The new project superintendents are George Bogard, Mike Hohnstein, Jim Laughren, Chad Mulder, and Kevin Stoll. Jennifer Cooley an Matt Motolko have been hired as project engineers.

George Bogard has 30 years of experience in the construction industry, and is currently assigned to Hartford Public Schools’ High School Remodeling project, part of the district's 2014 Bond Program.

Mike Hohnstein has more than 30 years of experience in the construction industry. He is now responsible for planning, supervising and monitoring construction activities at the jobsite. Hohnstein earned a bachelor degree in English from Western Michigan University. Hohnstein is currently assigned to the Watervliet Public Schools’ Middle School and High School addition and renovations project, part of the district's 2014 Bond Program.  

Jim Laughren has more than 35 years of experience in the construction industry. He is currently assigned to East Jackson Community Schools’ Secondary School Remodeling project, part of the school district's 2014 Bond Program.

Chad Mulder has 18 years of experience in the construction industry. Mulder is currently assigned to Mattawan Consolidated Schools’ High School Addition project, part of the 2014 Bond Program.  

Kevin Stoll has 15 years of experience in the construction industry and has a bachelor degree in Construction Management from Florida Community College at Jacksonville. He is currently assigned to Mattawan Consolidated Schools’ new Later Elementary School project, part of the 2014 Bond Program.

Jennifer Cooley, Project Engineer, has 15 years of experience in the construction industry. She eared her bachelor degree in Engineering Design from Western Michigan University. She will assist with construction project management and supervision. Cooley is currently assigned to Western Michigan University’s Goldsworth Pond Enhancement project. 

Matt Motolko has five years of experience in the construction industry. As project engineer, he will assist with construction project management and supervision. Motolko earned his bachelor degree in Construction Management from Western Illinois University. He is assigned to the University of Notre Dame’s Hesburgh Library Renovation project. 

For more than 100 years, Miller-Davis Company has been providing building and construction management services.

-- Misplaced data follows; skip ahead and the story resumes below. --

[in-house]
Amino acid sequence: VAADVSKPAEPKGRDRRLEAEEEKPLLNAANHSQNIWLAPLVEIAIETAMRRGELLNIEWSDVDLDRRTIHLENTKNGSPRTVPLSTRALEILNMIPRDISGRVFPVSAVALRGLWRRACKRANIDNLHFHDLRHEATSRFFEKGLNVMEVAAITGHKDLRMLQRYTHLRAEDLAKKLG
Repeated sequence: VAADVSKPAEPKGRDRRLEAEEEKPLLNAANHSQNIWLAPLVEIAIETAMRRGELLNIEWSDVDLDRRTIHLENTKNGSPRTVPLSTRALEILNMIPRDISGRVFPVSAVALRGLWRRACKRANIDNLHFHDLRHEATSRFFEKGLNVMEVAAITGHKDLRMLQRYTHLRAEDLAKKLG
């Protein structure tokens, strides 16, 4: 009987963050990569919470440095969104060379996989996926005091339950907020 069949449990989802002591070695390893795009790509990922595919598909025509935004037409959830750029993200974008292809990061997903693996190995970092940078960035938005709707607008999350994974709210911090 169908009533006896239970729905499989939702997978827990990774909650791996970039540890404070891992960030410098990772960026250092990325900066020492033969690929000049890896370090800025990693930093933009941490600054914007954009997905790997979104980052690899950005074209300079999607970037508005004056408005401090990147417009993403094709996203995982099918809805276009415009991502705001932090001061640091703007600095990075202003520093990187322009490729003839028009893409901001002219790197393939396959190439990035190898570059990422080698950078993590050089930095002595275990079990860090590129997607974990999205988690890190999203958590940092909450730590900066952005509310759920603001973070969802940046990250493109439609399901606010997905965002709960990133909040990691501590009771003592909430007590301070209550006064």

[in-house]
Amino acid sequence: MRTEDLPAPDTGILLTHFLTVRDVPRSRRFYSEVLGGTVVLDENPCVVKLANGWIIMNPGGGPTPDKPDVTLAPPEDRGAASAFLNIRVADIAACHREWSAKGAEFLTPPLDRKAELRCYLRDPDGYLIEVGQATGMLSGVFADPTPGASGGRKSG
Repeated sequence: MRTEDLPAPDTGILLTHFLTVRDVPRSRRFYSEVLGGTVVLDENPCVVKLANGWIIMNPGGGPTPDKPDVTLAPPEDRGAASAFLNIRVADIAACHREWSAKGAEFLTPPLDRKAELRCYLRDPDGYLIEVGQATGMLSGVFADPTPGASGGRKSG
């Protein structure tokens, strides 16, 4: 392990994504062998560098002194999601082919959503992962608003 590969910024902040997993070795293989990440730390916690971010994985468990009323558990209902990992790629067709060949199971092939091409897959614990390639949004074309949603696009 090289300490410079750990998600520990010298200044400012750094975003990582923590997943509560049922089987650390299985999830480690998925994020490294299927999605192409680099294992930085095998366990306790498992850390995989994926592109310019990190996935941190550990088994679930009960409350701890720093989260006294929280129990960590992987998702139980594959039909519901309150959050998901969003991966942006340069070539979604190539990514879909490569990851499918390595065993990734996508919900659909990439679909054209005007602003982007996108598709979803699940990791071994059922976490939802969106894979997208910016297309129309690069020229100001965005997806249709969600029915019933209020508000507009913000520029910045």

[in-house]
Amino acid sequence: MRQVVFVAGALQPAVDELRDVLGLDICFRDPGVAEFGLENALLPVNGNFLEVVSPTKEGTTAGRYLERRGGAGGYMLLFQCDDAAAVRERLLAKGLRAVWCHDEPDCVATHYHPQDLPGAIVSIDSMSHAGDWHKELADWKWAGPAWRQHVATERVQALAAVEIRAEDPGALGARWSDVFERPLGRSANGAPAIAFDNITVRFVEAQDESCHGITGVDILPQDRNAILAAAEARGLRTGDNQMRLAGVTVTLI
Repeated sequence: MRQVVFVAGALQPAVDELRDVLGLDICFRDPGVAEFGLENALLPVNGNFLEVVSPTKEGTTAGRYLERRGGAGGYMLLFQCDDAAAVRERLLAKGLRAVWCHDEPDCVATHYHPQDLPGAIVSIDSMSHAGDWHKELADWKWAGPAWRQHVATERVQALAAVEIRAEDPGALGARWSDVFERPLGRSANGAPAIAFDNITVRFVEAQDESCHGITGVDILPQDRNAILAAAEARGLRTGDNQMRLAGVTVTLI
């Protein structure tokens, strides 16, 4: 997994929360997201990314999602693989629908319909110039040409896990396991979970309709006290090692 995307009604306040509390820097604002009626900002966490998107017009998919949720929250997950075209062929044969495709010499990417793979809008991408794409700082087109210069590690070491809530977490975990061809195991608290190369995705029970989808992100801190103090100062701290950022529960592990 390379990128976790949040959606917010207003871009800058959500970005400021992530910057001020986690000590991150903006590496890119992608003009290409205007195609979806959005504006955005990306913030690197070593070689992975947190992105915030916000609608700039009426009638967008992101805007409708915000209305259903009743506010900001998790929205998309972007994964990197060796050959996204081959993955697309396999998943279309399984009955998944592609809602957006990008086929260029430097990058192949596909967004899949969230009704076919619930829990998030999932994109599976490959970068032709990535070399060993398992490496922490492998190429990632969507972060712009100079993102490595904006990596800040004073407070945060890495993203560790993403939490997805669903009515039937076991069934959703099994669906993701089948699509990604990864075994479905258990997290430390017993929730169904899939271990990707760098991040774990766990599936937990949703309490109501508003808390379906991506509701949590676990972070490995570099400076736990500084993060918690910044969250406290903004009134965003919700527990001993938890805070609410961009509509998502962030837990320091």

Source: Miller-Davis Company

Four new employees join Wightman and Associates, Inc.

The civil engineering, architectural, and survey firm Wightman & Associates, Inc. recently welcomed four professionals to its team. 
Elisabeth (Lisa) Borre of St. Joseph has joined the WAI leadership team as director of human resources. Borre brings 10 years of human resource expertise to the company, most recently working for FITCH/WPP, a global architecture and design firm, as human resource leader in its North American division. She holds an MBA from Loyola University, a Bachelor of Arts degree in Human Resources and Society from Michigan State University, and SHRM-SCP and HRCI-CA certifications.
Jeffrey Clay of Portage, has been hired as survey crew chief, working out of the WAI Portage office. Clay recently relocated to the area from Fresno, California. Clay is a recent graduate of California State University, Fresno with a Bachelor of Science degree in Geomatics Engineering. He is an experienced survey technician with background in boundary surveys, ALTA/ACSM surveys, topographic surveys, and construction staking.
Mike Moser of St. Joseph joins the WAI Benton Harbor office as an Engineering CAD technician drafter. He brings nearly 20 years of design and construction experience to his role with the company and  earned an Associate of Industrial Design degree from Lake Michigan College.
Andrew Rudd of Kalamazoo has joined the WAI Portage office as an engineer in training. He has a Bachelor of Science degree in Engineering from Western Michigan University with a major in civil engineering. His background includes design, GIS, and surveying experience with the Michigan Department of Transportation, and engineering design in the utility industry.